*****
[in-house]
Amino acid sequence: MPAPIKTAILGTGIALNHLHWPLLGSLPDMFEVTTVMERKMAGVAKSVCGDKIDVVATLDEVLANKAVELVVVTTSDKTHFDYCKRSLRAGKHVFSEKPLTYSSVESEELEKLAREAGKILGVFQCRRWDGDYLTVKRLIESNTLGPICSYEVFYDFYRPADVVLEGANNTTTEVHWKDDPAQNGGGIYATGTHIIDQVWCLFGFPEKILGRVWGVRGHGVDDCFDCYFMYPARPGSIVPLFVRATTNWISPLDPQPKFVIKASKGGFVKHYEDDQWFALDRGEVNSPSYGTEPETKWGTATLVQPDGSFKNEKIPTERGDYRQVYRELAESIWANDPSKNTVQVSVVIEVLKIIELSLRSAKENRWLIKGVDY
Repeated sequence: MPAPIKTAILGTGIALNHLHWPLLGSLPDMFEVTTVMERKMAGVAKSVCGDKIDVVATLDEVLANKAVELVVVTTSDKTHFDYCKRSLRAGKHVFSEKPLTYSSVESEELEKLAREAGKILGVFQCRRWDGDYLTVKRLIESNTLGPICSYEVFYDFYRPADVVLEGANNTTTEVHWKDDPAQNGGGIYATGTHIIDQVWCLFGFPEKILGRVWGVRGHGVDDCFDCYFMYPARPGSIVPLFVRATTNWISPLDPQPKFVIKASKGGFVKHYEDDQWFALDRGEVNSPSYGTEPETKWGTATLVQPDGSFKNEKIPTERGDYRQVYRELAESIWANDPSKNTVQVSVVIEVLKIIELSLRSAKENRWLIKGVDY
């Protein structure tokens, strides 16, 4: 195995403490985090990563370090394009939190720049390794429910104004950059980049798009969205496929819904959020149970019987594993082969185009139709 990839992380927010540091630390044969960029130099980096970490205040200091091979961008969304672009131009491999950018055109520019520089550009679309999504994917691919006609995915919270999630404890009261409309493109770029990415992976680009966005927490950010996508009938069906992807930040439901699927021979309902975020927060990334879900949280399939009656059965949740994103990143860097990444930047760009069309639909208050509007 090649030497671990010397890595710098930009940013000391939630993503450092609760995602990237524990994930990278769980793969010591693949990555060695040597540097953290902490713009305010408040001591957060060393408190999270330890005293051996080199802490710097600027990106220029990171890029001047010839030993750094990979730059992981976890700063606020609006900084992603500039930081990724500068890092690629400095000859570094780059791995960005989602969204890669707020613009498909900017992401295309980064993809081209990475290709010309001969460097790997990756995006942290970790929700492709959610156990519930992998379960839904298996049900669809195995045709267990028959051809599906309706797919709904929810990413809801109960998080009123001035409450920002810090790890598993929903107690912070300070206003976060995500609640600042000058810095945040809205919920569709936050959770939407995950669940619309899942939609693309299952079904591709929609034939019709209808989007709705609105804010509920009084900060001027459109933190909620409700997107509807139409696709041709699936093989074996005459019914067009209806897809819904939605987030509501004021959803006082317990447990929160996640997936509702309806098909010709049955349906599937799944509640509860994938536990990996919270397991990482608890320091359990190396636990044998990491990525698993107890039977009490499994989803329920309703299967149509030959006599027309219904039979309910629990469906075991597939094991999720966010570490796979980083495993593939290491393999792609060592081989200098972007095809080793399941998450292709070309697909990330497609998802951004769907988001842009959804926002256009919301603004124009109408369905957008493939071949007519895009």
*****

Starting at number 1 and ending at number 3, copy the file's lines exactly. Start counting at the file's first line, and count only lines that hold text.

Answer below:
[in-house]
Amino acid sequence: MPAPIKTAILGTGIALNHLHWPLLGSLPDMFEVTTVMERKMAGVAKSVCGDKIDVVATLDEVLANKAVELVVVTTSDKTHFDYCKRSLRAGKHVFSEKPLTYSSVESEELEKLAREAGKILGVFQCRRWDGDYLTVKRLIESNTLGPICSYEVFYDFYRPADVVLEGANNTTTEVHWKDDPAQNGGGIYATGTHIIDQVWCLFGFPEKILGRVWGVRGHGVDDCFDCYFMYPARPGSIVPLFVRATTNWISPLDPQPKFVIKASKGGFVKHYEDDQWFALDRGEVNSPSYGTEPETKWGTATLVQPDGSFKNEKIPTERGDYRQVYRELAESIWANDPSKNTVQVSVVIEVLKIIELSLRSAKENRWLIKGVDY
Repeated sequence: MPAPIKTAILGTGIALNHLHWPLLGSLPDMFEVTTVMERKMAGVAKSVCGDKIDVVATLDEVLANKAVELVVVTTSDKTHFDYCKRSLRAGKHVFSEKPLTYSSVESEELEKLAREAGKILGVFQCRRWDGDYLTVKRLIESNTLGPICSYEVFYDFYRPADVVLEGANNTTTEVHWKDDPAQNGGGIYATGTHIIDQVWCLFGFPEKILGRVWGVRGHGVDDCFDCYFMYPARPGSIVPLFVRATTNWISPLDPQPKFVIKASKGGFVKHYEDDQWFALDRGEVNSPSYGTEPETKWGTATLVQPDGSFKNEKIPTERGDYRQVYRELAESIWANDPSKNTVQVSVVIEVLKIIELSLRSAKENRWLIKGVDY